Employers’ Federation of Pakistan proposes gradual reduction of sales tax to 9.0 percent

KARACHI: The Employers’ Federation of Pakistan has proposed that in order to bring down the sales tax on industrial inputs the rate be gradually reduced by 1.0 percent per annum to an eventual 9.0 percent.

According to Federation’s proposals sales tax duties are quite high at 17 percent, along with additional sales tax of 3 percent. The resulting high price of raw materials has pushed local suppliers and manufacturers to under-voice imports, often with official connivance.[the_ad id=”32940″]“Unjustified and ill-directed exemptions given to agricultural sector and inefficient mechanism of tax collection from real estate sector have exacerbated dependence on indirect taxes and surcharges. This is a pivotal point of our taxation policy,” the proposals noted.

Federal Board of Revenue (FBR) collects approximately 90 percent of the revenue from 10 major products. Federation therefore suggested bringing down the sales tax to single digit.

For the remaining regime, which contributes around 10 percent to the revenue collection, culture of input adjustment and carry forward of input tax must be abolished. Moreover, GST should be collected at a non-adjustable 5 percent rate.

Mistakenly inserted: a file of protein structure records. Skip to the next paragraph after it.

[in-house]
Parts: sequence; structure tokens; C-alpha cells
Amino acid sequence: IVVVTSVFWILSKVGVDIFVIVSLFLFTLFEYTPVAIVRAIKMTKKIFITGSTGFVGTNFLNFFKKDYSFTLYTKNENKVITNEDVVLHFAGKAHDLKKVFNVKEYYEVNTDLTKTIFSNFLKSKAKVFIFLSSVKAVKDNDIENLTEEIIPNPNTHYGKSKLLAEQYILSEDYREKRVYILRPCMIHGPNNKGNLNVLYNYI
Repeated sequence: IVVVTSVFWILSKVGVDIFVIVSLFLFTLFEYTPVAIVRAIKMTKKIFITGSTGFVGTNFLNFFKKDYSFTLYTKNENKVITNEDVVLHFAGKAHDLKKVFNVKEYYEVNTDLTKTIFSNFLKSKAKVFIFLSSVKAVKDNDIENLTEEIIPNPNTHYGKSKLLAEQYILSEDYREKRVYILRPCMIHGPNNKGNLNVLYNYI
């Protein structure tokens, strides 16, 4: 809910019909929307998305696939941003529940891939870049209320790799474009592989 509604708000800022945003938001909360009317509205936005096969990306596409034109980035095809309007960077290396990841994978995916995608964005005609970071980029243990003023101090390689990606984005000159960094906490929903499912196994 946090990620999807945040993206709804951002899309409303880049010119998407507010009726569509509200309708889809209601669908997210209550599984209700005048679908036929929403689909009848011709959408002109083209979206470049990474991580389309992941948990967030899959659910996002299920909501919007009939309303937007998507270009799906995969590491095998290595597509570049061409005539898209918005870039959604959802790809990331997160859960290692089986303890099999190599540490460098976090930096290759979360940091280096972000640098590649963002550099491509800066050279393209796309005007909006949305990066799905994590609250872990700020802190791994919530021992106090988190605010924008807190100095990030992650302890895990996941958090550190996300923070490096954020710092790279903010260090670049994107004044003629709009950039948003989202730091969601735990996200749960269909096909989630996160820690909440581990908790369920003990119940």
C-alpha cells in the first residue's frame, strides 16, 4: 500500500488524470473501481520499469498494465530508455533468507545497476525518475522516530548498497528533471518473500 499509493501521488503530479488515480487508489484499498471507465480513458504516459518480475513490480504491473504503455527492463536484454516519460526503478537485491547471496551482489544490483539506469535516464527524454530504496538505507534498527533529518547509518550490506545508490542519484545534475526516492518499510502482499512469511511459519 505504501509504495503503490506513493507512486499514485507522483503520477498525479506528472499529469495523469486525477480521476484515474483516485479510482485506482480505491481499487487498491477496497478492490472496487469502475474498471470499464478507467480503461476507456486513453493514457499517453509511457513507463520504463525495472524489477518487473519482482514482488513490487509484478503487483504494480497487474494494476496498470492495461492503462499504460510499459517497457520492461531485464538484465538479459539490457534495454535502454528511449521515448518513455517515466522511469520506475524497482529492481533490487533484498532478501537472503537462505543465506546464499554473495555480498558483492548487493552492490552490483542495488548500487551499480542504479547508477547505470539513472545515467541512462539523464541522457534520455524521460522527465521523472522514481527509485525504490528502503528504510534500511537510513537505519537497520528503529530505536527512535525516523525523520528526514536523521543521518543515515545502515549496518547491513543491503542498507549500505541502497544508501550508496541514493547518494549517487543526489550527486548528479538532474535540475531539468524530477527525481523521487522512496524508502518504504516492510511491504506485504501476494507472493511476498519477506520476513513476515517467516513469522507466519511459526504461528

The Employers’ Federation notes the prevailing 17 percent sales tax is too high, and being a consumption tax, it directly affects standard of living leading to tax evasion, corruption, and smuggling. The reduced GST will enhance economic activities and relieve the lower middle class.

Federation also proposed to devise an ingenious strategy to carry out smooth coordination with the provinces to ensure gradual increase of agriculture’s share in taxes.

Revenue collection by the provinces on agriculture income is negligible. The share of agriculture sector in Pakistan’s GDP is 19 percent but its share in taxes is only 1.0 percent, which shows weak administration at provincial level in this sector.

Employers’ Federation notes that a well-coordinated effort carries the potential to stimulate Rs400 billion to the provinces, which can be utilized for health, education and social services in the respective provinces and thereby take load off from industrial sector that is paying 59 per cent of taxes.

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